Monitoring the Youth: The Collision of Rights and Rehabilitation

Author:Kate Weisburd
Position:Director & Clinical Instructor, Youth Defender Clinic, East Bay Community Law Center, UC Berkeley School of Law
Pages:297-341
SUMMARY

A monumental shift in juvenile justice is underway, inspired by the wide recognition that incarceration is not the solution to youth crime. In its place, "electronic monitoring" has gained widespread support as a new form of judicial control over youth offenders. Supporters herald it as "jail-togo": a cost-efficient alternative to incarceration that allows youth to be home while furthering... (see full summary)

 
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297
Monitoring Youth: The Collision of Rights
and Rehabilitation
Kate Weisburd
ABSTRACT: A monumental shift in juvenile justice is underway, inspired
by the wide recognition that incarceration is not the solution to youth crime.
In its place, “electronic monitoring” has gained widespread support as a new
form of judicial control over youth offenders. Supporters herald it as “jail-to-
go”: a cost-efficient alternative to incarceration that allows youth to be home
while furthering rehabilitative and deterrent goals. But despite electronic
monitoring’s intuitive appeal, virtually no empirical evidence suggests its
effectiveness. Instead, given the realities of adolescent development, electronic
monitoring may lead to more harm than good.
This Article is the first to examine the routine, and troubling, use of electronic
monitoring in juvenile courts. After describing the realities of the practice and
its proffered justifications, this Article refutes three key misperceptions about
the practice: (1) that it lowers incarceration rates because it is used only on
youth who would otherwise be detained; (2) that it effectively rehabilitates
youth; and (3) that it is cost-effective.
Yet because of the deference afforded to judges in crafting terms of probation
and pretrial release, the rehabilitative rhetoric of juvenile court, and the
perception of electronic monitoring as non-punitive, electronic monitoring is
subject to virtually no judicial oversight or scrutiny. The result is that the
practice exists in a legal and policy netherworld: wielded and expanded with
almost no limits. This Article concludes by arguing that electronic monitoring
should be categorized as a form of punishment, warranting a new doctrinal
framework that more rigorously evaluates and circumscribes monitoring and
other forms of non-carceral control. Until that happens, electronic monitoring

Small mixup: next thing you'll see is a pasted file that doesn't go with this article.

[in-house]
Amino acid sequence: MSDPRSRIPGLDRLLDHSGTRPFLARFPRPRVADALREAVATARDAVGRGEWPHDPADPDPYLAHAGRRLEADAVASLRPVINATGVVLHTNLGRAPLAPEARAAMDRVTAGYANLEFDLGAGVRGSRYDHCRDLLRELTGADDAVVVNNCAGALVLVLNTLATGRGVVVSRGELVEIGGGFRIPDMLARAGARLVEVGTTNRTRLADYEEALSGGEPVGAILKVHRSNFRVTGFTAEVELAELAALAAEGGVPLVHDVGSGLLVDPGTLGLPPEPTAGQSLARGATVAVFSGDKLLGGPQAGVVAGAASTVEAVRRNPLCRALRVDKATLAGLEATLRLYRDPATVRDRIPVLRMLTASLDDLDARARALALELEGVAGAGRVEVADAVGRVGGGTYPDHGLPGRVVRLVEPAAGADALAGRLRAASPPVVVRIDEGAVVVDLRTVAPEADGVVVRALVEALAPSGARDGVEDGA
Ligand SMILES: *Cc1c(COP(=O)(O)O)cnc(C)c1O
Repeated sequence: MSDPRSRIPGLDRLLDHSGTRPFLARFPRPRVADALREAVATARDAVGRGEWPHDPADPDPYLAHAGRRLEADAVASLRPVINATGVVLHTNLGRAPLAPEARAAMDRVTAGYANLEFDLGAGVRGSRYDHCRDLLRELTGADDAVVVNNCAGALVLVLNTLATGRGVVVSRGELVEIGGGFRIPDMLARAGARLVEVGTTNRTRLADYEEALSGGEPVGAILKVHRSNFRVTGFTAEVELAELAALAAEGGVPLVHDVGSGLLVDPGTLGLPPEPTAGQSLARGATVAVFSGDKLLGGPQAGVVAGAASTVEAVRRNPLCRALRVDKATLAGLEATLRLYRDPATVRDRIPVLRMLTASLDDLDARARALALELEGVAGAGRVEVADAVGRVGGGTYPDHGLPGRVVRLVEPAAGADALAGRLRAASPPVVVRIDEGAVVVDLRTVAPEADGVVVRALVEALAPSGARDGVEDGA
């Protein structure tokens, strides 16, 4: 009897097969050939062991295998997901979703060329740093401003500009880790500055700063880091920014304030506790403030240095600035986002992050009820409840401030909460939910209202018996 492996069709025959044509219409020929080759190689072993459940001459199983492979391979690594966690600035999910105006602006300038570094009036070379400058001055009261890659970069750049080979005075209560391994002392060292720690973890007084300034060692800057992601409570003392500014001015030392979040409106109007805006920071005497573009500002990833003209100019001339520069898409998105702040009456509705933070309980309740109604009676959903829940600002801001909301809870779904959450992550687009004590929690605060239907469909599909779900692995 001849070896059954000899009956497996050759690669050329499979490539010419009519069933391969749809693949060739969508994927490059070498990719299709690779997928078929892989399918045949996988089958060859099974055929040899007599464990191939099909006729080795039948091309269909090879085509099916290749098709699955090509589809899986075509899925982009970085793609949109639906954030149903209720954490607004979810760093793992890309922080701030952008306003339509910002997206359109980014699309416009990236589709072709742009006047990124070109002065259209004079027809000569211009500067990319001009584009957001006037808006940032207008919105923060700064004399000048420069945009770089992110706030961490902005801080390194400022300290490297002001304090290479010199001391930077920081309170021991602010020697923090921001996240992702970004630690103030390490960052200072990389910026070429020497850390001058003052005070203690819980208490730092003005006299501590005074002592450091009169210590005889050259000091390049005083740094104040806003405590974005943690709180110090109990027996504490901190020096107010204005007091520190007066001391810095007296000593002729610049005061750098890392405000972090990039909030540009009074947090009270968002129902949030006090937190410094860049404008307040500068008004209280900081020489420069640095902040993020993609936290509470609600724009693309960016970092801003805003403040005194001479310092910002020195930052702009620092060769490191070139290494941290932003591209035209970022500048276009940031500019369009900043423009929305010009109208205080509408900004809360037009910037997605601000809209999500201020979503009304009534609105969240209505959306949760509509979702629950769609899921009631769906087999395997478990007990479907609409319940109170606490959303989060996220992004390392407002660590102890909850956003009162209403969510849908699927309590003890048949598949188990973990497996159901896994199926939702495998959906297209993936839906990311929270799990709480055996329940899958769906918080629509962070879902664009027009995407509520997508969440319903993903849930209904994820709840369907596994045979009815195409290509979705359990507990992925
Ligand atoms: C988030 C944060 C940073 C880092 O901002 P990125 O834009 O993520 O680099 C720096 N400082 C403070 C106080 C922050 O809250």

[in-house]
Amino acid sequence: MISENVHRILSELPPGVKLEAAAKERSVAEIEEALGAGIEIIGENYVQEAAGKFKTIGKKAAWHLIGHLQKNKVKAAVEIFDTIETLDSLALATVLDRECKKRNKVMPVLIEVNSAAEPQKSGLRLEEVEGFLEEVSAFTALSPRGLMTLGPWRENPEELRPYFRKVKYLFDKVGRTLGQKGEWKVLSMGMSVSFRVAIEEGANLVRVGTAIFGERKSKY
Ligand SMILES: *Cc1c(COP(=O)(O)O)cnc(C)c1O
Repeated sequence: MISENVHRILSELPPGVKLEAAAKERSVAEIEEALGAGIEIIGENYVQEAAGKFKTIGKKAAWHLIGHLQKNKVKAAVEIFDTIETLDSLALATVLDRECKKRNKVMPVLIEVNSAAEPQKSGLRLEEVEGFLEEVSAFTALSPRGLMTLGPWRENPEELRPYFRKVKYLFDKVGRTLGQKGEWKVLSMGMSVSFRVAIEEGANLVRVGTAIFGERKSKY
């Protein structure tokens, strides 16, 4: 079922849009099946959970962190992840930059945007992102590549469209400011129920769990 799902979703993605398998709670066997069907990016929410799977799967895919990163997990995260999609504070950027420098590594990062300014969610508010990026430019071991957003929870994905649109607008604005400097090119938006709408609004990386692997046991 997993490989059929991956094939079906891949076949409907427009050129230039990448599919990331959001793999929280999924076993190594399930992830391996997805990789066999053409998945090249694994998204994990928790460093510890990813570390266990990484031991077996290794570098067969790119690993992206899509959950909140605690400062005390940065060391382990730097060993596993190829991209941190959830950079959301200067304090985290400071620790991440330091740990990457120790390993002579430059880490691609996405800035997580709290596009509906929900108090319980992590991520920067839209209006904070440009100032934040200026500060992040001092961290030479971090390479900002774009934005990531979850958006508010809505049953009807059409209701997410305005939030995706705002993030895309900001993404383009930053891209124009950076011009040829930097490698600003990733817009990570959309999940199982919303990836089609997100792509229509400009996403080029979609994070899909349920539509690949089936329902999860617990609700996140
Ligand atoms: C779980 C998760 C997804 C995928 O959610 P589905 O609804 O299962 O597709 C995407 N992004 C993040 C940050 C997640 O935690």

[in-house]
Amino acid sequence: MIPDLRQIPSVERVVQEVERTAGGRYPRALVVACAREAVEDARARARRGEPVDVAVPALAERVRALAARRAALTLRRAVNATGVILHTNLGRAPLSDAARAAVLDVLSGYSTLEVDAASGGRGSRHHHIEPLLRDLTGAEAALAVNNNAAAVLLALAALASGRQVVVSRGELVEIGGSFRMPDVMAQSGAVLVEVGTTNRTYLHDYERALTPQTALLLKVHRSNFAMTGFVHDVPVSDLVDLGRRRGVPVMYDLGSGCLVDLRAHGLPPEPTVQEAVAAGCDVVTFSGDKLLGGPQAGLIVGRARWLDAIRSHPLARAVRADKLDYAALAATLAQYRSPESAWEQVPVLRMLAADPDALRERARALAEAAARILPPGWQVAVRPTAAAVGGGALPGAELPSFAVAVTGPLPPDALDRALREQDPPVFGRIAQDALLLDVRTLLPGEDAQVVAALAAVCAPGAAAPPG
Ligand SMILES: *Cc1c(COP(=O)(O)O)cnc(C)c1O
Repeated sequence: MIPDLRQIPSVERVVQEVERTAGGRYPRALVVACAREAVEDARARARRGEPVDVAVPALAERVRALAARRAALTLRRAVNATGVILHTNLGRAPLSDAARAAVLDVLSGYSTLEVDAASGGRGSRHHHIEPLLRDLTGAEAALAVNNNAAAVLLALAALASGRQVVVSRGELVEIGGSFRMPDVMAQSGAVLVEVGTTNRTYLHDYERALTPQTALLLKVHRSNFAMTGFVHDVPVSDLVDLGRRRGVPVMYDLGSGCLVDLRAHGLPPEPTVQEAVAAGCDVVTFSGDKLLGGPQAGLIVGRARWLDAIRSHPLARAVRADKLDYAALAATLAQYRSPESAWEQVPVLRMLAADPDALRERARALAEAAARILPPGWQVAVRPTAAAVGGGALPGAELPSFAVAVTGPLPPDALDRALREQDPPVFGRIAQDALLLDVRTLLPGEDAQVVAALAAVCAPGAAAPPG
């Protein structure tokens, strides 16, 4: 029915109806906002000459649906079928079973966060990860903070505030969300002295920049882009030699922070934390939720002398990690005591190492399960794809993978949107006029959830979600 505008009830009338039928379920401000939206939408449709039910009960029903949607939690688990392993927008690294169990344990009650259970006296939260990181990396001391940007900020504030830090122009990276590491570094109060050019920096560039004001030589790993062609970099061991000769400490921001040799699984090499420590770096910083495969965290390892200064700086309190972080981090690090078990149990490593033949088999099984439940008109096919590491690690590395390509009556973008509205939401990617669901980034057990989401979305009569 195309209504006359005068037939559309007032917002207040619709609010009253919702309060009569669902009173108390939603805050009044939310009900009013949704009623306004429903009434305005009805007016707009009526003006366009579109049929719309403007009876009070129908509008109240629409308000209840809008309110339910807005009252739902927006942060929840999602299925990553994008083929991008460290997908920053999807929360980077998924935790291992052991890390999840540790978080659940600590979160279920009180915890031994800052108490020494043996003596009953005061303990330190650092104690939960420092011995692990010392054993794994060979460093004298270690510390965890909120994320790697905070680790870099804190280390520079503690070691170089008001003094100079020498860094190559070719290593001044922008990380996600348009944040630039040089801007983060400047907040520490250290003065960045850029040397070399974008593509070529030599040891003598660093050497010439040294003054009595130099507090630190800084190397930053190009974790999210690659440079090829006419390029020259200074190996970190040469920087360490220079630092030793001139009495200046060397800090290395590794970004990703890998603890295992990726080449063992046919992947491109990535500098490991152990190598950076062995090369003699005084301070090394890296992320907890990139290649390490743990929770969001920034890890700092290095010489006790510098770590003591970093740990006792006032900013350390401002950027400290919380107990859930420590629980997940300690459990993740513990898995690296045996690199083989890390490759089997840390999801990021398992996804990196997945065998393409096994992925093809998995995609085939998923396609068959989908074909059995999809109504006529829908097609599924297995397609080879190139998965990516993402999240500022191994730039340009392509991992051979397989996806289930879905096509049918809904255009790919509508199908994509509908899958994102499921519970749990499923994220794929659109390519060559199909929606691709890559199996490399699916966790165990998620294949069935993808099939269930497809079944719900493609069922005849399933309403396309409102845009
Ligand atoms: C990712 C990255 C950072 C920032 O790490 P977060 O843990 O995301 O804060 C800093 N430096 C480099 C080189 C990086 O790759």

Director & Clinical Instructor, Youth Defender Clinic, East Bay Community Law Center,
UC Berkeley School of Law. I am grateful for helpful conversations, support, and comments from:
Ty Alper, Easha Anand, Laurel Arroyo, Rosa Bay, Richard Braucher, Tony Cheng, Cameron
Clark, Catherine Crump, Fanna Gamal, Michael Harris, Cory Isaacson, Hannah McElhinny,
Sarafina Midzik, Saira Mohamed, Andrea Roth, Jonathan Simon, Jeff Selbin, Ned Smock, JiSeon
Song, and Tirien Steinbach. I am also grateful to Randy Hertz and the participants of the Clinical
Law Review Writers’ Workshop at NYU Law School: Samantha Buckingham, Eve Hanan, Nicole
Smith, and Michael Pinard. Special and sincere thanks to the editors of the Iowa Law Review.
298 IOWA LAW REVIEW [Vol. 101:297
risks making worse the exact problem it seeks to address, namely, to rehabilitate
youth.
I. INTRODUCTION ............................................................................. 299
II. ELECTRONIC MONITORING AS THE NEW NORMAL ........................ 306
A. THE HISTORY AND USE OF ELECTRONIC MONITORING IN JUVENILE
COURT .................................................................................... 306
B. PROFFERED POLICY JUSTIFICATIONS FOR ELECTRONIC MONITORING
IN JUVENILE COURT ................................................................. 308
C. PROFFERED LEGAL JUSTIFICATIONS FOR ELECTRONIC MONITORING
IN JUVENILE COURT ................................................................. 312
1. The Vast Discretion of Juvenile Courts to Impose
Conditions of Release and Probation .......................... 312
2. The Constitutional Leeway Given to Juvenile Courts
Acting as “Parens Patriae” .............................................. 314
III. ELECTRONIC MONITORING: AN EMPTY PROMISE? ........................ 317
A. ELECTRONIC MONITORING AND INCARCERATION RATES............ 317